Good luck but I don’t have much hope for you. My husband has degrees and experience but no one will hire him. I have it a little easier, I have a trade and skill that is hard to find so as long as I can perform, I am desireable. If I were going to apply for a job outside of my trade I would lie about my age on my resume. I think that is the only way you are going to get a look. Let us know how this works out, I am curious what responses you will receive.

anartist's avatar

@rooeytoo just curious. What is your hard-to-find skill?

rooeytoo's avatar

heheheh, I am a really good dog groomer. There are a lot of groomers out there, but a good show type groomer is fairly rare. I can go anywhere in the world, walk into a grooming shop, do a dog for them and get a job. I don’t have to speak the language of the country because I speak the language of dogs! I know sounds strange but it is true. I don’t get rich, but I will never starve, well until I get too old to wrestle with the dogs!

anartist's avatar

@rooeytoo I believe you. I have a friend who is a dog groomer. Her customers follow her wherever she goes and she is planning to open her own business “Just Grooming”—I’m working on some publicity for her shop-to-be—brochure cover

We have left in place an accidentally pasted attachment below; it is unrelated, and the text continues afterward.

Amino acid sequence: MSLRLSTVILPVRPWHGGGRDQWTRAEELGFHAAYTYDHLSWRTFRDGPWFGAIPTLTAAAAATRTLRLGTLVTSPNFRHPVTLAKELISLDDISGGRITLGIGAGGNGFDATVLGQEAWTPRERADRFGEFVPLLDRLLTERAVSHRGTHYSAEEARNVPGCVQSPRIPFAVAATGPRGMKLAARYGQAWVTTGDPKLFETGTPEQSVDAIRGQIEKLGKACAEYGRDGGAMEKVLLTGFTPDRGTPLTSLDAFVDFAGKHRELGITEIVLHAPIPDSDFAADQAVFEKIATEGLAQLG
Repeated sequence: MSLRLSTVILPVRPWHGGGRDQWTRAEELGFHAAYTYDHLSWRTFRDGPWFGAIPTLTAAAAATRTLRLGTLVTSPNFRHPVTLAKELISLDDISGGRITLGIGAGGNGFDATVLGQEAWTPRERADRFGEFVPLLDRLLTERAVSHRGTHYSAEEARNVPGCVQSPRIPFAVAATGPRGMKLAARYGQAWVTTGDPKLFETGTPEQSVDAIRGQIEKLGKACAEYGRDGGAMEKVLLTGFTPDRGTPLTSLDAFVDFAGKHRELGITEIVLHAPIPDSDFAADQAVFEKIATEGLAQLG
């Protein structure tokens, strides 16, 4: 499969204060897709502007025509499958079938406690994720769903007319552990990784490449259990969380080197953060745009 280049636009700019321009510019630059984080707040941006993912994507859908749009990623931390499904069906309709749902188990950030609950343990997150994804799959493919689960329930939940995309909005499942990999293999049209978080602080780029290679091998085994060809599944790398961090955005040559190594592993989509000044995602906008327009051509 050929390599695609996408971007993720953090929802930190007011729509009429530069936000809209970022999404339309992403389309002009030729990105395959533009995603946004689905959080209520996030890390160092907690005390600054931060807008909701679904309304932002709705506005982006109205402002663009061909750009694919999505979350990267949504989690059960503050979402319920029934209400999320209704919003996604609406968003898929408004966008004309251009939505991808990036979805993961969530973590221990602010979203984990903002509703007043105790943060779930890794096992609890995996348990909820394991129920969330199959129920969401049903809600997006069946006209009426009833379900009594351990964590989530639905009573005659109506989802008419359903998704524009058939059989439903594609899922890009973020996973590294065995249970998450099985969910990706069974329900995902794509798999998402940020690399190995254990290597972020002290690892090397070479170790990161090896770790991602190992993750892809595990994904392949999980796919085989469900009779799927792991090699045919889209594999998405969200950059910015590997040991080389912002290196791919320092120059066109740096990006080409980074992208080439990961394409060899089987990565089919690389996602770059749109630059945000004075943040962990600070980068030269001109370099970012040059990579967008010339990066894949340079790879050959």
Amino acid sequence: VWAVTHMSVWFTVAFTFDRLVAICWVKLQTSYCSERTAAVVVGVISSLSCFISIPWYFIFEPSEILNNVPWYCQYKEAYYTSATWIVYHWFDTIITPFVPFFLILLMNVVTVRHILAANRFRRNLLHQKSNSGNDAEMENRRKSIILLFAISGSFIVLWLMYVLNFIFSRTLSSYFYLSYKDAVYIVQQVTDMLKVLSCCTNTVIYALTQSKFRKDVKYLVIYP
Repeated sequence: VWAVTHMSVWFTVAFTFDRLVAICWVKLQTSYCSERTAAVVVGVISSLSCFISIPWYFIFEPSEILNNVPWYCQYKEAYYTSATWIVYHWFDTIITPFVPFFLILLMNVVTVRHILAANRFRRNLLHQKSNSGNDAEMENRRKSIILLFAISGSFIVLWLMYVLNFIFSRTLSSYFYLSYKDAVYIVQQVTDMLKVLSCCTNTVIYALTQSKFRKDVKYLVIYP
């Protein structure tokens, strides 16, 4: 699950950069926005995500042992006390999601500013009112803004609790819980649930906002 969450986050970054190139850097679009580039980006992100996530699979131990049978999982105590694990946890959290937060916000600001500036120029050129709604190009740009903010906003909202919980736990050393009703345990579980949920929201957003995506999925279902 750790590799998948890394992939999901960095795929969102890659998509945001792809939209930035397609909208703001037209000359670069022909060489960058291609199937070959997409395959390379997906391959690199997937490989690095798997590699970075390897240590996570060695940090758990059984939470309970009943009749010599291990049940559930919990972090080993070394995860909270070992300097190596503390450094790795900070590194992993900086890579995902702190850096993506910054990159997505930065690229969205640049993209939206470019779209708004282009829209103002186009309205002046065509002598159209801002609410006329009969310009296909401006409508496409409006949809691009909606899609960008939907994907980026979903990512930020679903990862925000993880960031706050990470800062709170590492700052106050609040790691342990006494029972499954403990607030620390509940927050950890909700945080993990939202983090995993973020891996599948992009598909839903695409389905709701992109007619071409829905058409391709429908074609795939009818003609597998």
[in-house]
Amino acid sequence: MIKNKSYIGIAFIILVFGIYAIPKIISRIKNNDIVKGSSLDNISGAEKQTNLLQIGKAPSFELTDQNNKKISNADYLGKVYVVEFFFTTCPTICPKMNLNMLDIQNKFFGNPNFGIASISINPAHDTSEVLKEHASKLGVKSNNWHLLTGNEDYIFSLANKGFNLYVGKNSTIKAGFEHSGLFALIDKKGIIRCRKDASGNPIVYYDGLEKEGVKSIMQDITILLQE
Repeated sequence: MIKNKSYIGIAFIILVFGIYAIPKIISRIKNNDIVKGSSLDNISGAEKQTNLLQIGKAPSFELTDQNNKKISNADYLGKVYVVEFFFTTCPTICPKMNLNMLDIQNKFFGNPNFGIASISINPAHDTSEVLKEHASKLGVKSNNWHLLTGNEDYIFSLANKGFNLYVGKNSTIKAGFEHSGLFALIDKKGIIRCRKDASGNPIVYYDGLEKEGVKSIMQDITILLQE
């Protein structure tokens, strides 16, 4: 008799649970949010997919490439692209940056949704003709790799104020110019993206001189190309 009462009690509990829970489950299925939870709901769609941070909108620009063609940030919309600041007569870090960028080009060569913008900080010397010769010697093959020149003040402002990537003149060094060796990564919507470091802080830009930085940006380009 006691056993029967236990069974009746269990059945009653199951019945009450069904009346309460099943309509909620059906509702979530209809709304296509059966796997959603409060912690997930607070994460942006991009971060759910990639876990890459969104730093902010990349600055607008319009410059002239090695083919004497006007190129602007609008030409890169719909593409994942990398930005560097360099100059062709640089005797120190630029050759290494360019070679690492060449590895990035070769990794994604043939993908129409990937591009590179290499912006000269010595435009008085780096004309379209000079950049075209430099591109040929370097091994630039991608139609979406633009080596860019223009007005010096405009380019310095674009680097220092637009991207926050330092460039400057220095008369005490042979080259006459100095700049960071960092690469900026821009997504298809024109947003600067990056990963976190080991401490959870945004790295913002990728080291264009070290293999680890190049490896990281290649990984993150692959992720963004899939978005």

she never said anything about doing show dogs, though. That sounds like a whole different ballgame with more high-strung dogs.

rooeytoo's avatar

@anartist – I love it, great approach.

Show dogs are like movie stars, although not necessarily more high strung, just that the job is more demanding. It is like sculpting but with hair instead of wood or stone. You have to hide the faults and make the dog look like a perfect specimen even if it is sickle hocked and easty westy with a saggy topline, long body and short neck, heheheh! I wish I could make my own hair look as good as the dogs I have done. And while the dogs are not any more demanding, the owners always are!